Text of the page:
EAM Jaishankar holds talks with Chinese counterpart Wang Yi
In the first major diplomatic engagement between India and China in nearly two years, External Affairs Minister S Jaishankar and his visiting Chinese counterpart Wang Yi held extensive talks covering the eastern Ladakh row and the geopolitical turmoil triggered by the crisis in Ukraine.
Wang, who holds the rank of state councillor, arrived in Delhi on Thursday evening from Kabul. There had been no official announcement or word on the visit.
Acknowledging the current visit of Chinese Foreign Minister Wang Yi to India for the first time, the Foreign Ministry here said on Friday that the details of his "working visit" will be released in due course.
As to the question to the working visit by State Councillor Wang Yi, we will release (the details) in due course, please stay tuned," Chinese Foreign Ministry spokesman Wang Wenbin said during a media briefing here, when asked about the Foreign Minister's visit to New Delhi.
"Greeted Chinese FM Wang Yi at Hyderabad House. Our discussions commence shortly," Jaishankar tweeted in the first official comment by India on the Chinese foreign minister's trip.
Ahead of talks with Jaishankar, Wang met National Security Adviser Ajit Doval.
There was no official comment on the meeting.
The border issue is understood to have figured prominently in the meeting as both Wang and Doval have been serving as Special Representatives (SR) for boundary talks between the two countries.
Doval and Wang held a lengthy telephonic conversation in July 2020 and the talks focused on bringing down tension in eastern Ladakh.
Jaishankar and Wang have met in Moscow and Tajik capital Dushanbe on the sidelines of multilateral events in the last one-and-a-half years. But this is the first high-level visit between India and China after their ties came under severe strain following the border standoff in eastern Ladakh nearly two years ago.
Ahead of the visit, India criticised Wang over his remarks on Kashmir at a meeting of the Organisation of Islamic Cooperation (OIC) in Pakistan.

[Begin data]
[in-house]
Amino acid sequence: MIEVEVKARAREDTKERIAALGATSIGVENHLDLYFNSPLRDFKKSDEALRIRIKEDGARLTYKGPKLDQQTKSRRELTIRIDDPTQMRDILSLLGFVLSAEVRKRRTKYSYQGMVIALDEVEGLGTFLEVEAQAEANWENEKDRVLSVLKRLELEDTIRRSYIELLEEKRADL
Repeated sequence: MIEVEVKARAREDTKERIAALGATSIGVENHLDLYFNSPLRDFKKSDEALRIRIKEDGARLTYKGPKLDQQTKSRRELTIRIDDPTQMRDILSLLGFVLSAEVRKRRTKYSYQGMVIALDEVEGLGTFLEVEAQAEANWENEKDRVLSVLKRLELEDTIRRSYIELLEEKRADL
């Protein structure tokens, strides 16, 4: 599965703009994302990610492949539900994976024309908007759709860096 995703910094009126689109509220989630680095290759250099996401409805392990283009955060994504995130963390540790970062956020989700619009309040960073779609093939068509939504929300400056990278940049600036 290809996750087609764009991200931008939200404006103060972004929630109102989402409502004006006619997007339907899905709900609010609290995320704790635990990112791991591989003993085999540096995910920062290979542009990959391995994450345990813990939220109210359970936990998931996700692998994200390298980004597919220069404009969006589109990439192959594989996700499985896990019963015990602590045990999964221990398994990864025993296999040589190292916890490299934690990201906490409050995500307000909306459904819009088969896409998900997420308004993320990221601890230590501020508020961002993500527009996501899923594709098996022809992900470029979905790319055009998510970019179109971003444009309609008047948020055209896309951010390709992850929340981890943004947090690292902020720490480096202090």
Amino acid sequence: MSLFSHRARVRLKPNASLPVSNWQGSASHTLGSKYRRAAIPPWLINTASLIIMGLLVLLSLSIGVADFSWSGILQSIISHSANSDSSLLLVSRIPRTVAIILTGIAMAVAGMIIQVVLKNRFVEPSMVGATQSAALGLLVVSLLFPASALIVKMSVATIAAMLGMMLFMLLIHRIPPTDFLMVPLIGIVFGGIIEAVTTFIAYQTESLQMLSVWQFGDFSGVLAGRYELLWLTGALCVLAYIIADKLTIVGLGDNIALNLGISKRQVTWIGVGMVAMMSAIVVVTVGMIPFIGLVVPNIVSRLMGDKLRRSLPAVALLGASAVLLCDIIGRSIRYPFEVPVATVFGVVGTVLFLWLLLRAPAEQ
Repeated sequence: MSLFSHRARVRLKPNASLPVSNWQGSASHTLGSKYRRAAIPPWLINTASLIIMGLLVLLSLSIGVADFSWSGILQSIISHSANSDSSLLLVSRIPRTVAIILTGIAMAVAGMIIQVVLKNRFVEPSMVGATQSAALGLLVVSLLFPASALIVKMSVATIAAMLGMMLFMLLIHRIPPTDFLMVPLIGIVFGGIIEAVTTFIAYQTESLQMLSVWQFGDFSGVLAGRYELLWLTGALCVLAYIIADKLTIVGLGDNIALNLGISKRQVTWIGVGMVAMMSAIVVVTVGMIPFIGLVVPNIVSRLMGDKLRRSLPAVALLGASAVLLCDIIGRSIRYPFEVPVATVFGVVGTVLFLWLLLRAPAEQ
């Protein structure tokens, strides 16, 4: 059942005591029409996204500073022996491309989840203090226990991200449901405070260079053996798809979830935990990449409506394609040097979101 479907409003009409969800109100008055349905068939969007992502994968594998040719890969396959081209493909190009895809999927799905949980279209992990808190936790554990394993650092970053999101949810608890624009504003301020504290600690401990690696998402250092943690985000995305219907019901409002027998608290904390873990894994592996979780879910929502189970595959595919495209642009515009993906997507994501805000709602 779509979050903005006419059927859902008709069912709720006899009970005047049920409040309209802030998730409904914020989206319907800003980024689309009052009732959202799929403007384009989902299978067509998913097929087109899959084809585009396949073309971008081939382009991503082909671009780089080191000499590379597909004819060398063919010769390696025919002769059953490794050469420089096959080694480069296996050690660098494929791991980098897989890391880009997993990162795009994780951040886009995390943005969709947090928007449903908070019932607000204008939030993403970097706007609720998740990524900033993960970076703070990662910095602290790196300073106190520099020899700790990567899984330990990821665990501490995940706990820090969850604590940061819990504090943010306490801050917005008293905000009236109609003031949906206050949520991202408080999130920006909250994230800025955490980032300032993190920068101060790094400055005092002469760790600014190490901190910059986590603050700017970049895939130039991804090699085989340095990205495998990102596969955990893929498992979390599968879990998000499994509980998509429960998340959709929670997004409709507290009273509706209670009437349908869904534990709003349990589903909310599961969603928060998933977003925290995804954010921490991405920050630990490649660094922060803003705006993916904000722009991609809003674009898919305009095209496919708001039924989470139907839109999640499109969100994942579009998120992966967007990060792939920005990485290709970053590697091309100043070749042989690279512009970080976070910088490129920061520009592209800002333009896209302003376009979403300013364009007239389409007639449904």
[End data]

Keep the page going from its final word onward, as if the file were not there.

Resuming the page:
For China, it is learnt, the visit is more to do with the geopolitical turmoil in the wake of the Russian invasion of Ukraine than bilateral ties.
However, the Indian side is unlikely to shift focus from the eastern Ladakh row. It is expected to press for complete disengagement of troops from all the friction points in the region for resumption of normal bilateral ties.
India and China have been holding high-level military talks to resolve the face-off in the remaining friction points in eastern Ladakh. Both sides withdrew troops already from some of the friction points following the talks.
On March 11, India and China held the 15th round of high-level military dialogue to resolve the pending issues in the eastern Ladakh region. However, there was no forward movement in the talks which were aimed at resolving the remaining issues.
In September 2020, Jaishankar and Wang held extensive talks in Moscow on the sidelines of a conclave of the Shanghai Cooperation Organisation (SCO) during which they reached a five-point agreement to resolve the eastern Ladakh border row.
The pact included quick disengagement of troops, avoiding action that could escalate tensions, adherence to all agreements and protocols on border management and steps to restore peace along the LAC.
The two foreign ministers had held a bilateral meeting on the sidelines of another SCO meeting in Dushanbe in July last year with a focus on the border row. They again met in Dushanbe in September.
India has been consistently maintaining that peace and tranquillity along the Line of Actual Control (LAC) is key for the overall development of the bilateral ties.
Recently, Wang said some forces have always sought to stoke tensions between China and India, an apparent reference to the US.
The eastern Ladakh border standoff between the Indian and Chinese militaries erupted on May 5, 2020, following a violent clash in the Pangong lake areas.
Both sides gradually enhanced their deployment by rushing in tens of thousands of soldiers as well as heavy weaponry.
As a result of a series of military and diplomatic talks, the two sides completed the disengagement process last year in the north and south banks of the Pangong lake and in the Gogra area.
Each side currently has around 50,000 to 60,000 troops along the Line of Actual Control (LAC) in the sensitive sector.